In recent years, Santa Barbara Revels has used the season change from summer to fall to offer its annual Equinox Concert, with a wide-ranging selection of music that marks its own transition from last year’s to this year’s productions of The Christmas Revels, the organization’s biggest event of the year. To that end, the Equinox event, slated for next Thursday, September 22, al fresco at the University Club downtown, will find Revels segueing between echoes of three centuries worth of Spanish and Mexican music from the New World (a revisit of 2021’s Early California-themed production), to a preview of the soaring pipes, drums, and harmonies of the Scottish Highlands that will arrive with its upcoming show, A Scottish Celebration of the Winter Solstice.
But this year also marks another transition – from longtime music director Erin McKibben to Susan Lansing-Weller, a Santa Barbara native who returned to town last summer after decades in Los Angeles. She had her first exposure to Revels at last December’s Christmas show, which, like its predecessors, is a community-based show that combines music, dance, storytelling, and lots and lots of singing, including the audience joining in.
“I just loved the show, the music, the history, the way it all comes together,” said Lansing-Weller, a pianist, teacher, and choral conductor who has served as soloist and section leader in several church music ministries and directed children’s choirs and handbell ensembles, among other outfits. “I’m all about people singing, and I really like the combination of professional and volunteers, so it’s very exciting to take this on.”
The Equinox Concert – which raises funds to support the Christmas shows and coincides with the opening of Santa Barbara Revels’ Fall Online Auction – is Lansing-Weller’s first opportunity, and the event aligns with the new director’s own ethos and interests, she said.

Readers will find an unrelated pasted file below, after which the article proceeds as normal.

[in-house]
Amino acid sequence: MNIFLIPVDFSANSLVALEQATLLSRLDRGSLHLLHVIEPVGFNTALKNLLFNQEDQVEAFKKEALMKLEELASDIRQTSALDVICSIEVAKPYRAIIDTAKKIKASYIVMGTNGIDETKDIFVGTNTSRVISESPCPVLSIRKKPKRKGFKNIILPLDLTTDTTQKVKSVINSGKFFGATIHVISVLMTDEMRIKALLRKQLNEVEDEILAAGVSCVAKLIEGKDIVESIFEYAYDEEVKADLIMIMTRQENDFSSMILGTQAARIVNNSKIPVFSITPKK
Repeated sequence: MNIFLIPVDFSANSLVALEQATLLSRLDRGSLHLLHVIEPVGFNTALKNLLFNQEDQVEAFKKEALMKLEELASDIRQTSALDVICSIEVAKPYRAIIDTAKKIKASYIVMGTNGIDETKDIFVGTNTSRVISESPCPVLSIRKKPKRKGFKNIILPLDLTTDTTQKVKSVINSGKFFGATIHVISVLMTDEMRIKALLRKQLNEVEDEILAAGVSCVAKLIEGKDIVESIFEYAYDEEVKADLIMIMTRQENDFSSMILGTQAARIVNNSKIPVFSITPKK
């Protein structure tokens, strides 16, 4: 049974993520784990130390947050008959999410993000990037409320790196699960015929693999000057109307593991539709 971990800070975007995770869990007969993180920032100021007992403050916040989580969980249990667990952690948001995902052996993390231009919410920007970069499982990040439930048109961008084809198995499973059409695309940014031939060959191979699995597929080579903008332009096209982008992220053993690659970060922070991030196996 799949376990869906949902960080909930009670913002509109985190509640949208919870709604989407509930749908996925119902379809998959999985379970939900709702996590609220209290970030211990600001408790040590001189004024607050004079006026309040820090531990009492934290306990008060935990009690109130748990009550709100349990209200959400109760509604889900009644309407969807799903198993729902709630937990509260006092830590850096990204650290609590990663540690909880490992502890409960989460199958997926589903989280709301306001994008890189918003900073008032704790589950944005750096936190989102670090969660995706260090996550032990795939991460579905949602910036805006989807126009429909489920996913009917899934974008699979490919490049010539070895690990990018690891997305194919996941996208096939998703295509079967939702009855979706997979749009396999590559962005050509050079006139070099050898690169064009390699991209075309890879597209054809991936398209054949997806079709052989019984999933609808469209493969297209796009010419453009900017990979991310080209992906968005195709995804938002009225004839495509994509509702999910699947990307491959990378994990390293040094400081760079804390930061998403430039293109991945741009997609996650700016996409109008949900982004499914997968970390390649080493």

“Revels is very much about the ritual, and it recognizes this very primal part of human life, which is pre-religion, where people observe the stars and watch the moon, and they count the length of the days. No matter what our backgrounds are, we all kind of feel different when the days are getting shorter.”
Getting up to speed quickly, Lansing-Weller said she’s been spending time gathering resources, including checking in with McKibben – who needed to scale back her Revels’ duties partly in favor of her position at the Music Academy’s Sing! Program, but will sing and play flute as part of the musical ensemble for Equinox event – and studying Revels’ local and national history, which includes a Scottish show presented in 2016. Also performing are Marie Hébert and Rafael Vázquez Guevara on violin, Britta Thomas on cello, and Gary Solt (who the new music director recruited) on guitar and mandolin, plus Luís Moreno, the Early California music specialist, on guitar.
Musical selections will include “Mi Pepa” and “El Capotin” (with audience participation), “Duo a Nuestra Señora” and Manuel de Zumaya’s “Cantata” from the Mexican Baroque period before special guests usher in the transition to some scintillating, not-yet-announced Scottish music.
“The music is really great and there’s tremendous variety,” Lansing-Weller said. “It’s going to be a whole lot of fun.”
Looks like the new music director has followed Santa Barbara Revels’ longtime motto: “Join us and be joyous!”
Visit santabarbararevels.org for more information or tickets to the Santa Barbara Revels Equinox Concert.